Substance Use Disorder and Housing

The housing crisis in the United States seems to be worse than ever, as many individuals and families lost their usual sources of income during the pandemic. The housing crisis affects families and children; leading them to live in unstable conditions and experience constant stress about the future of their housing situation.

In addition to mental and physical stability, housing is crucial for people in recovery of substance use disorders. Displacement can lead to relapses as people deal with unstable living conditions, including experiencing homelessness. Even though there are current policies that are limiting evictions during the pandemic, many people are unaware of these policies, and do not feel empowered to advocate for themselves.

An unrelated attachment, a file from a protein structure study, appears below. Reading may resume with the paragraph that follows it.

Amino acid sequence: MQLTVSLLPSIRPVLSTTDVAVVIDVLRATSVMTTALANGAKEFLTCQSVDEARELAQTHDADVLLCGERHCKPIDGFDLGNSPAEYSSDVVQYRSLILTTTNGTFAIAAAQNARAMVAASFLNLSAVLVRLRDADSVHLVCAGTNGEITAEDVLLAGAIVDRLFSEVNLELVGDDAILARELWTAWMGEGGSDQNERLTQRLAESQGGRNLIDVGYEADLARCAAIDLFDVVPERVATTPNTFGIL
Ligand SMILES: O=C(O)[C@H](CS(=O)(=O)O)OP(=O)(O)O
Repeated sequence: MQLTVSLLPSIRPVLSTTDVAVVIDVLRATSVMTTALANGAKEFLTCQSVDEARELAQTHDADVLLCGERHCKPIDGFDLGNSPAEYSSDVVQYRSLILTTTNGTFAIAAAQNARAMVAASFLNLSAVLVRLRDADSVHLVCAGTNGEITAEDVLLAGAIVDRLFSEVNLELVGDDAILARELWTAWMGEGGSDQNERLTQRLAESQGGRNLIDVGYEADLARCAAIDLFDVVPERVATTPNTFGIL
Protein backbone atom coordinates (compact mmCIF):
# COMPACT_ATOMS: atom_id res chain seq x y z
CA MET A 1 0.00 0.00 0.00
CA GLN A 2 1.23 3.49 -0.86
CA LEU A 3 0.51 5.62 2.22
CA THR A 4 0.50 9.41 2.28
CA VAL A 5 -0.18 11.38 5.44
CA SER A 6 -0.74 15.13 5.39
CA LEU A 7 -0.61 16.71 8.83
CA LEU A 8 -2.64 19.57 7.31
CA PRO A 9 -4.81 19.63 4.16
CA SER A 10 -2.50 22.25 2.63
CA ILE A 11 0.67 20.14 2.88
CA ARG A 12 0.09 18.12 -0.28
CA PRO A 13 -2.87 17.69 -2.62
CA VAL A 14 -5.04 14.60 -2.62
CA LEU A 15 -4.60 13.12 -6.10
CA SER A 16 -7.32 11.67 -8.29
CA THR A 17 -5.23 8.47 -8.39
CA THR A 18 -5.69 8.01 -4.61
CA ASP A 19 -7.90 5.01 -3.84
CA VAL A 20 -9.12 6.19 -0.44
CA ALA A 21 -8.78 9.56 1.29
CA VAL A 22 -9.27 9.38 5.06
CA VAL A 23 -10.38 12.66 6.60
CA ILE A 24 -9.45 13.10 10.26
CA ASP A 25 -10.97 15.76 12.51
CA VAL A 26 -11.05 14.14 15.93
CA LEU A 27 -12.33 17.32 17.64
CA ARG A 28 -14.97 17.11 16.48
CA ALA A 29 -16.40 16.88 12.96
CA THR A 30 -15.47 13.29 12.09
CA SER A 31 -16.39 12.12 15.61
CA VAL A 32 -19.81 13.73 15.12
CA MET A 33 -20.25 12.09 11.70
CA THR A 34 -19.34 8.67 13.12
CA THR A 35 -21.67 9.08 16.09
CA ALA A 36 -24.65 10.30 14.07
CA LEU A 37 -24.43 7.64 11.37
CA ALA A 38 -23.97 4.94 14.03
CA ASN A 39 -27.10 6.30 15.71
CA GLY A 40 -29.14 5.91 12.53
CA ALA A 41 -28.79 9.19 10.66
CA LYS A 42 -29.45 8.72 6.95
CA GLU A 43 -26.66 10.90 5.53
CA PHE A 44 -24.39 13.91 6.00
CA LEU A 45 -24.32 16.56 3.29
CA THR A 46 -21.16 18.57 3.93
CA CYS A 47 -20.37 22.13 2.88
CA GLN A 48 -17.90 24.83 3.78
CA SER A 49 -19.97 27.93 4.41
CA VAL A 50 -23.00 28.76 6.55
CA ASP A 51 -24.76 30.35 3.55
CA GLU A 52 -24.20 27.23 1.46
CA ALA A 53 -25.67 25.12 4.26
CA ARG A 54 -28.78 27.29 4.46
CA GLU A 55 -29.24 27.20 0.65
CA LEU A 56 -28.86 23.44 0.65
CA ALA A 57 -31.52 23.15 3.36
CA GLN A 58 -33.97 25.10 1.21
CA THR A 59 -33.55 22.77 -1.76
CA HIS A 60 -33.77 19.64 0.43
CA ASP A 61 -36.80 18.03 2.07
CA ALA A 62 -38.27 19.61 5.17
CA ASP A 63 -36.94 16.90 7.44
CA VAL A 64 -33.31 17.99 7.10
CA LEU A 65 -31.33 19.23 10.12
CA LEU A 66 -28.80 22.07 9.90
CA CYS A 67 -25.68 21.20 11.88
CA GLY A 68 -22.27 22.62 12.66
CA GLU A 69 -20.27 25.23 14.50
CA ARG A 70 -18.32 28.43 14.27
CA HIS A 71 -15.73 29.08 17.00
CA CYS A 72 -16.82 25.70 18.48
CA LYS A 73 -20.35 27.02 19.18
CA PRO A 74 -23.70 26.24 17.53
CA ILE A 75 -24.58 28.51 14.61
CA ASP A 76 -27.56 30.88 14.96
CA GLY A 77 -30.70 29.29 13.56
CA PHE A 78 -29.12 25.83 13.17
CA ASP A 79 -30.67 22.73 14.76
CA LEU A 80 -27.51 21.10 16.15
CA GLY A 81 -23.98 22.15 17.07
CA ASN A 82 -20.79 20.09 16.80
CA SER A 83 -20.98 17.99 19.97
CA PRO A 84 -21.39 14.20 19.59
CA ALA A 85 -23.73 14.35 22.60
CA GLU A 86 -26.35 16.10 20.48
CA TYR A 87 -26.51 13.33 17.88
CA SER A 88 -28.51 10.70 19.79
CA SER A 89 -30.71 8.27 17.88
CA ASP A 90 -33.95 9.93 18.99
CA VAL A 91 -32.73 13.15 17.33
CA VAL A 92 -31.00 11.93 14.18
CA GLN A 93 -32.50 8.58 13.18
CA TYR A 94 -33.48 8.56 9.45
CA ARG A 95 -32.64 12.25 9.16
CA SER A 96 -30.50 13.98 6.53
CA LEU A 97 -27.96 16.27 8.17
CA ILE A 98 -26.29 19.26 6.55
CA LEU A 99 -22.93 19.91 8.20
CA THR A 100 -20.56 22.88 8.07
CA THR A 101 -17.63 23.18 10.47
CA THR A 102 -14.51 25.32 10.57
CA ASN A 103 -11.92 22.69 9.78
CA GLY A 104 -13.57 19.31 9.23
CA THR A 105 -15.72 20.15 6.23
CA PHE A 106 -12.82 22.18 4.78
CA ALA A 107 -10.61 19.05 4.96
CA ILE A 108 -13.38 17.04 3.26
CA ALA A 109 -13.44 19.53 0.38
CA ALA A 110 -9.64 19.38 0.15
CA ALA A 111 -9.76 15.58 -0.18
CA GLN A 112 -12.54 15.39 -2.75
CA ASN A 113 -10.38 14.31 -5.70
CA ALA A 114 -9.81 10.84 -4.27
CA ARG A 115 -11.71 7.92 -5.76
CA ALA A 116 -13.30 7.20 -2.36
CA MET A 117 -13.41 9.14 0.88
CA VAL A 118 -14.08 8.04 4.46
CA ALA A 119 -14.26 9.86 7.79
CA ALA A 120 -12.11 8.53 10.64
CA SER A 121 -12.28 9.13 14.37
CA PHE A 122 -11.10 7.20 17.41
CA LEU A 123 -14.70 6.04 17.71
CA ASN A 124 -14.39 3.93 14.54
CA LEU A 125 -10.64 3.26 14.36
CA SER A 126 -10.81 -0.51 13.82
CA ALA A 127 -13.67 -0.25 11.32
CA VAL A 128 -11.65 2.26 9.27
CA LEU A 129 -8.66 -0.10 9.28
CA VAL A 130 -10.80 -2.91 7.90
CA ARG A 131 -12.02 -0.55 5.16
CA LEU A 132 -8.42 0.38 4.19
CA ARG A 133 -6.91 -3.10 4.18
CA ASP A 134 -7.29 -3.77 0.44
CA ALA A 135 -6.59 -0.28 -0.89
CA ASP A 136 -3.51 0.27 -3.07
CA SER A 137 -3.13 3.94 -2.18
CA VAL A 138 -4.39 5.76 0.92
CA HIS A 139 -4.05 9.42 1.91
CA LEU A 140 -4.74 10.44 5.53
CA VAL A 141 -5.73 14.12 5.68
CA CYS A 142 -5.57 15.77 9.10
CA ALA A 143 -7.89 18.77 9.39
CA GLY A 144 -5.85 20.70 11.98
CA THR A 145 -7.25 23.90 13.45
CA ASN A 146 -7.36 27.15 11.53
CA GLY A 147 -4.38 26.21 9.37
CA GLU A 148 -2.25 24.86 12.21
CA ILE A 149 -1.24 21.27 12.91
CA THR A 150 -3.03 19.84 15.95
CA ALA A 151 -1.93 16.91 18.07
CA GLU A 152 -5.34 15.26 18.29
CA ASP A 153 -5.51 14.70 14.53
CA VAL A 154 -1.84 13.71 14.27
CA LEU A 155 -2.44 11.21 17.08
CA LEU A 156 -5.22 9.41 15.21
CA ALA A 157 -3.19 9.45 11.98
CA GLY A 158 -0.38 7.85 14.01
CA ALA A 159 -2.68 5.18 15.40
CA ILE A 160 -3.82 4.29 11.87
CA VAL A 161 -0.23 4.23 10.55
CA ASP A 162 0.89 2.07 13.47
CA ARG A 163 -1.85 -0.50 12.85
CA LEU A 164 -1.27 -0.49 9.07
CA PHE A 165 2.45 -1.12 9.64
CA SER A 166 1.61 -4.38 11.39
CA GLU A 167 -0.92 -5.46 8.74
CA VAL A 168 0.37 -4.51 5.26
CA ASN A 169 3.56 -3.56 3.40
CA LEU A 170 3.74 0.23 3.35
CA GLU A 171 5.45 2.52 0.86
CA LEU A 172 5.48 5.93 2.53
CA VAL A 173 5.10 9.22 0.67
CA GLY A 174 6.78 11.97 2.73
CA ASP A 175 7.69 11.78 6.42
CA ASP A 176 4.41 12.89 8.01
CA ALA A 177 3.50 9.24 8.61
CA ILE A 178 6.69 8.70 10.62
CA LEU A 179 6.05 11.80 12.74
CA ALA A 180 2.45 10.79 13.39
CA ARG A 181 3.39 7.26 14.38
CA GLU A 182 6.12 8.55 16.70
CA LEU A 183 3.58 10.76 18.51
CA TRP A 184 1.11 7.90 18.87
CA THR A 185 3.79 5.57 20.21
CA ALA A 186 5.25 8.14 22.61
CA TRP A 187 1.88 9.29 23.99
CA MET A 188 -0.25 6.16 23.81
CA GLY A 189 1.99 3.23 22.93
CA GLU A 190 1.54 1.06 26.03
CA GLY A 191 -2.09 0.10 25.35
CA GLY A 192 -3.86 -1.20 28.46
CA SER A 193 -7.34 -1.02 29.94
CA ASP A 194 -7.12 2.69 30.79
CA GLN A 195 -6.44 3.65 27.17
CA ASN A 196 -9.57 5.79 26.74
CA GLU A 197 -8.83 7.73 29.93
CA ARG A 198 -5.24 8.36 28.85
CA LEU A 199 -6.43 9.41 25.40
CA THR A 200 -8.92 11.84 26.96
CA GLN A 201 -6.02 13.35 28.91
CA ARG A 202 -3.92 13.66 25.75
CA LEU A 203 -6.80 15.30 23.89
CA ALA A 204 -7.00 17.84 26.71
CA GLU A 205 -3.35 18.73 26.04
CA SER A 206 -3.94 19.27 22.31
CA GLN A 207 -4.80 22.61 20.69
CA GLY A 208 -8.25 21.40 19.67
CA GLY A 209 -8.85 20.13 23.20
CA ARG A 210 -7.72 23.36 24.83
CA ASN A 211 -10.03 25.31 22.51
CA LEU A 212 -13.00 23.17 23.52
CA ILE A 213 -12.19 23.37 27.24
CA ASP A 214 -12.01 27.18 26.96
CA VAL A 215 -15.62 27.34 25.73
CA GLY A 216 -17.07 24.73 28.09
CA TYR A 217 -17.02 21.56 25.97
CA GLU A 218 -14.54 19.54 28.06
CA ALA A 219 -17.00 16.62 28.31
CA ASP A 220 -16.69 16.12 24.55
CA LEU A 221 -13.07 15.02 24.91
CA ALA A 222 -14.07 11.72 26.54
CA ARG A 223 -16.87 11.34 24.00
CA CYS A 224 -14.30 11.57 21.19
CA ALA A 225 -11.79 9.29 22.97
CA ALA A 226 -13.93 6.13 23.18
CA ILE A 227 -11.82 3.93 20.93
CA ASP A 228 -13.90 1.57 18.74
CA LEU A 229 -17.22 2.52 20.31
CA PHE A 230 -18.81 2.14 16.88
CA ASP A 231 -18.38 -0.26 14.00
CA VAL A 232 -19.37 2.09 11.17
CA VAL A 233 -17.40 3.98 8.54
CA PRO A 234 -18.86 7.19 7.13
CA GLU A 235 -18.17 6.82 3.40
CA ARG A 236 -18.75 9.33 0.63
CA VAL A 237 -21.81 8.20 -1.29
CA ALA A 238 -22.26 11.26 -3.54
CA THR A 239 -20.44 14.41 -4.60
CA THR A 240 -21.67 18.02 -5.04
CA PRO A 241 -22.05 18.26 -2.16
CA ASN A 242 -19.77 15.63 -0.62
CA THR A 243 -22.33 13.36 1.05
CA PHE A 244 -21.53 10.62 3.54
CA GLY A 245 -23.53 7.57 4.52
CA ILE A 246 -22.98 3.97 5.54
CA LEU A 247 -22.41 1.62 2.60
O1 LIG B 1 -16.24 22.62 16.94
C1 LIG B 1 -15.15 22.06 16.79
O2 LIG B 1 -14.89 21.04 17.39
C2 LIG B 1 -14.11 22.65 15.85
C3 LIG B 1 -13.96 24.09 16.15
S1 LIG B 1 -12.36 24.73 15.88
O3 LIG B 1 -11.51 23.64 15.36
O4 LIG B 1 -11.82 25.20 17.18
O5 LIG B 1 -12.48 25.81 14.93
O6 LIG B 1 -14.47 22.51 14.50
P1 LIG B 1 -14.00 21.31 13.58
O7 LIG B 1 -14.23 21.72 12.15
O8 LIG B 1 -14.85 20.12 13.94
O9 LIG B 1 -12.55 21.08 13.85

Now that some members of society are considering the pandemic to have ended, housing protection policies may become less reliable. As we approach these hard times, you may think of someone you know who is struggling with housing stress alongside substance abuse disorder and offer your support. Currently, there are policies in place to prevent eviction; these policies rely on word of mouth awareness efforts to ensure that people are empowered to advocate for their rights. You may not be able to resolve the housing crisis as a whole, but you can help those around you take action to avoid eviction.